with the so called "Ultrasonic Welding", you do move something very rapidly against the other surface to create HEAT and weld the two pieces together. Usually you do produce a lot less heat than with something like a spot welder but you do have to move/vibrate the wire and/or the battery (60K hertz I read above) and you can't move one part against the other without transmitting some vibration to the battery
60K hertz is 60 kilohertz, or...60,000 cycles per second. Its not so much the fact that there is vibration occurring, it is the distance that the two components are moving. The faster you vibrate the two parts, the less distance they need to move in order to achieve enough friction in order to create enough heat to weld the two parts together.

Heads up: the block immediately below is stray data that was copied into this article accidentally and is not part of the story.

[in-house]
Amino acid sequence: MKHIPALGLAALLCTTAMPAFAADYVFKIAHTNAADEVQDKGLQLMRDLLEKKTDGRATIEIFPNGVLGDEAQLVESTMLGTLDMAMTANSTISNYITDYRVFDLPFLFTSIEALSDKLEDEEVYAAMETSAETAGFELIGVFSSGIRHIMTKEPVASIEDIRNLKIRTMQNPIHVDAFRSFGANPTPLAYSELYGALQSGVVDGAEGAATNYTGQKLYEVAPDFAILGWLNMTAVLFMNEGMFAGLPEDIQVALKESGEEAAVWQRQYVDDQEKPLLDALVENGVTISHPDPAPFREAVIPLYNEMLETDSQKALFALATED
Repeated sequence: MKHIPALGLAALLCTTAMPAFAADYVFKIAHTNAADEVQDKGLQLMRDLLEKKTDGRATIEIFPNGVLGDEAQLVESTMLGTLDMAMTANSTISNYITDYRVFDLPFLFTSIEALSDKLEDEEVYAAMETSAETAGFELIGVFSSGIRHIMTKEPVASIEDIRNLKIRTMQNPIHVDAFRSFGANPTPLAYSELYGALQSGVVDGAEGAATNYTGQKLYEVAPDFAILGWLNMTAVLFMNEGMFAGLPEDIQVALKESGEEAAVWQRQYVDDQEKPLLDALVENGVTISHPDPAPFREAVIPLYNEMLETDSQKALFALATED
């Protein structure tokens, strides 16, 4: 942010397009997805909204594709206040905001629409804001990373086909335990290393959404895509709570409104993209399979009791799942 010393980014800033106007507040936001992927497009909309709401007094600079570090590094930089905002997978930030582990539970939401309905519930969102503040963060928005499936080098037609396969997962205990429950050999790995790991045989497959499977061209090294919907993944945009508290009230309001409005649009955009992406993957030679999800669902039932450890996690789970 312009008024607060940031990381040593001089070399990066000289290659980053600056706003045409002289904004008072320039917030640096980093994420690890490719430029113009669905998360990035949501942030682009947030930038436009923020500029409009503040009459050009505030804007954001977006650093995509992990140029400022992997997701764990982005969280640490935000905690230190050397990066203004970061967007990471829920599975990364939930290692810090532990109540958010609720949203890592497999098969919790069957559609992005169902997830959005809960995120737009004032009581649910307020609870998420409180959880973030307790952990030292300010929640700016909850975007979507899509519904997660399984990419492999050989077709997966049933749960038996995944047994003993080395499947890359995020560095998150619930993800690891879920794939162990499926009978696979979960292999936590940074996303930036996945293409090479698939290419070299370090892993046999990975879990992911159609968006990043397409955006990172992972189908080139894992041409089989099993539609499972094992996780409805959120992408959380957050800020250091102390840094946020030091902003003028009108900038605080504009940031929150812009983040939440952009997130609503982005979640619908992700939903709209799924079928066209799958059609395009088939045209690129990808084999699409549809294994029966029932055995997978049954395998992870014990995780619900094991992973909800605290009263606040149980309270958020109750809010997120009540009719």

The amount of milli-seconds of vibration needed is very adjustable so that anyone who spends the money to buy the equipment that does this, can be assured that there is a very solid electrical connection, and the amount of heat generated is very localized and focused so that absolutely no heat reaches the inside of the 18650 cell.
As to vibration penetrating the cell, the mass of the connecting wire that is vibrated is very small, especially in comparison to the cell it is being attached to. Therefore, the cell experiences no measurable vibration. The mass of the cell has no time to react to the small wire vibrating a tiny distance about 60,000 cycles per second.
If any vibration ever did penetrate the cell, I am unsure if that would cause any damage, but...just to be on the safe side (because I don't know everything) Luna has thoroughly tested the prototype packs made this way. Heat, cold, extreme moisture, drop-testing, vibratory cycling, etc...It's my understanding that they followed the wire-bonding protocols used by Tesla (who has been very open about their patents), and it has worked out fairly good for them so far.